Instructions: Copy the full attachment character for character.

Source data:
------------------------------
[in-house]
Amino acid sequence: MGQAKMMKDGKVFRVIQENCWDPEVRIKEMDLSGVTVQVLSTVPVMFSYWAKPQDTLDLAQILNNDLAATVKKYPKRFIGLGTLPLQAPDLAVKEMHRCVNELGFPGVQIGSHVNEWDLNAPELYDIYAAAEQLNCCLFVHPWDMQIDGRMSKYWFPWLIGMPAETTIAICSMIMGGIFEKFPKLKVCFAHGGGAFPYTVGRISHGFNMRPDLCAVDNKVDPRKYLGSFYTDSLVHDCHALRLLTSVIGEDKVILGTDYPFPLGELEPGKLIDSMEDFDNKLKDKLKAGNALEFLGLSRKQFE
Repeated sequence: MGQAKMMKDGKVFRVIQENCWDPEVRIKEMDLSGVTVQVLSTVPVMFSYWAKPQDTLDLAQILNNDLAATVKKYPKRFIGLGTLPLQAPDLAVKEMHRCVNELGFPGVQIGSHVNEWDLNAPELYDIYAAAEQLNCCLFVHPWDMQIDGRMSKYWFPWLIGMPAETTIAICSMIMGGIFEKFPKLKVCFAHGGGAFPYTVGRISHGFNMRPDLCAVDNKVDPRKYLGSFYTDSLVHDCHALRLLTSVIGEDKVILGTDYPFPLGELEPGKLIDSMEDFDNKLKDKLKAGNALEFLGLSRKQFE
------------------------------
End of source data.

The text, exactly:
[in-house]
Amino acid sequence: MGQAKMMKDGKVFRVIQENCWDPEVRIKEMDLSGVTVQVLSTVPVMFSYWAKPQDTLDLAQILNNDLAATVKKYPKRFIGLGTLPLQAPDLAVKEMHRCVNELGFPGVQIGSHVNEWDLNAPELYDIYAAAEQLNCCLFVHPWDMQIDGRMSKYWFPWLIGMPAETTIAICSMIMGGIFEKFPKLKVCFAHGGGAFPYTVGRISHGFNMRPDLCAVDNKVDPRKYLGSFYTDSLVHDCHALRLLTSVIGEDKVILGTDYPFPLGELEPGKLIDSMEDFDNKLKDKLKAGNALEFLGLSRKQFE
Repeated sequence: MGQAKMMKDGKVFRVIQENCWDPEVRIKEMDLSGVTVQVLSTVPVMFSYWAKPQDTLDLAQILNNDLAATVKKYPKRFIGLGTLPLQAPDLAVKEMHRCVNELGFPGVQIGSHVNEWDLNAPELYDIYAAAEQLNCCLFVHPWDMQIDGRMSKYWFPWLIGMPAETTIAICSMIMGGIFEKFPKLKVCFAHGGGAFPYTVGRISHGFNMRPDLCAVDNKVDPRKYLGSFYTDSLVHDCHALRLLTSVIGEDKVILGTDYPFPLGELEPGKLIDSMEDFDNKLKDKLKAGNALEFLGLSRKQFE